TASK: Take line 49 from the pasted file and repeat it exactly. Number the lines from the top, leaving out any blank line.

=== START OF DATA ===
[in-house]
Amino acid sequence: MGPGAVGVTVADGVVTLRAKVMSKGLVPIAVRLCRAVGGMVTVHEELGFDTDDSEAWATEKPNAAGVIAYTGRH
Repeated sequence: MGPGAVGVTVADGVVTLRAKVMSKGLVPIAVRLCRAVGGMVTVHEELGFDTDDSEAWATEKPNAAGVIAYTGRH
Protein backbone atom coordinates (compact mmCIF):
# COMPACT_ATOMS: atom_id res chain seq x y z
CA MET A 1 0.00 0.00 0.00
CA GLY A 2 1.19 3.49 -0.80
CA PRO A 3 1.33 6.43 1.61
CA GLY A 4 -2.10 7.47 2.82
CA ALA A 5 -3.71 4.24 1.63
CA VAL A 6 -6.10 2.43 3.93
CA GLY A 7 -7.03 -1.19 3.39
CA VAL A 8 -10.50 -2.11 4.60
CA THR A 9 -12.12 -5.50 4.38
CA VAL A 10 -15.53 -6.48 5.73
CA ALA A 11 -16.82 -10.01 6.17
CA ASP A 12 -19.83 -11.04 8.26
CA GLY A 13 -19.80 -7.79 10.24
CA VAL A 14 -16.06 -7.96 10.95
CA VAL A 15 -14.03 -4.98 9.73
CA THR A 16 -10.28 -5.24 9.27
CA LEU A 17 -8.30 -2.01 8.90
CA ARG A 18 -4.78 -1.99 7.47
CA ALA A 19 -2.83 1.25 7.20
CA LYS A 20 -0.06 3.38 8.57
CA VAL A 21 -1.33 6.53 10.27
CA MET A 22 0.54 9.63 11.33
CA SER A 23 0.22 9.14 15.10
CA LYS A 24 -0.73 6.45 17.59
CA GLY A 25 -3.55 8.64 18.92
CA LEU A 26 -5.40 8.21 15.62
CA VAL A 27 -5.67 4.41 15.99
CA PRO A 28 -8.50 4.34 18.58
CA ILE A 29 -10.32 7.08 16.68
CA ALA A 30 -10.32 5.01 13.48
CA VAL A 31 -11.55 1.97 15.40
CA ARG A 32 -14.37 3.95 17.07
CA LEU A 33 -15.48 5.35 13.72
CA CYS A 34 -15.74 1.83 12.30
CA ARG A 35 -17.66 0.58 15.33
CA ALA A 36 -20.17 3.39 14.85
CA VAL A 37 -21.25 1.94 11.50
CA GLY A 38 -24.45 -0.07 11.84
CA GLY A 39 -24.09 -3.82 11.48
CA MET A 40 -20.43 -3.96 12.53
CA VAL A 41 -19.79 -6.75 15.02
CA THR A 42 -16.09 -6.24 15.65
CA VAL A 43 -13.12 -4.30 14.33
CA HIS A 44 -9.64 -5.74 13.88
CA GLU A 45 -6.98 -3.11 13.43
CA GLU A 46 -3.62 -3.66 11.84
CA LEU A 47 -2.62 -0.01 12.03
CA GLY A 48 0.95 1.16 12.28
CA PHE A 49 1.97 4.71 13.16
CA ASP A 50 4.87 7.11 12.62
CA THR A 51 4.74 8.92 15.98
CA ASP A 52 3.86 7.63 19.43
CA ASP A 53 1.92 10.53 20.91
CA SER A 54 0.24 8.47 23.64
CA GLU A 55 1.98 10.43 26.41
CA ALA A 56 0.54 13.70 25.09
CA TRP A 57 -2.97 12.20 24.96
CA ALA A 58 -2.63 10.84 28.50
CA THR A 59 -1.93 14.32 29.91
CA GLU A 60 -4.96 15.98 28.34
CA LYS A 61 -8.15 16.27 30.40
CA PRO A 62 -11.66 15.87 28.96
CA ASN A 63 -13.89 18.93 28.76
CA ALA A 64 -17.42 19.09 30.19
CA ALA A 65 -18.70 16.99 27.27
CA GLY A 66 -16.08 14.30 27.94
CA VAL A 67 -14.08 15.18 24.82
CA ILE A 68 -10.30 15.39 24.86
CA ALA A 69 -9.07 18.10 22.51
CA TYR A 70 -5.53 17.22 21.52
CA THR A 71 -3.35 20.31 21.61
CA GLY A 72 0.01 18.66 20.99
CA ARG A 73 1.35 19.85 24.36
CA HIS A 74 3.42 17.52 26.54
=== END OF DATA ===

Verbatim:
CA HIS A 44 -9.64 -5.74 13.88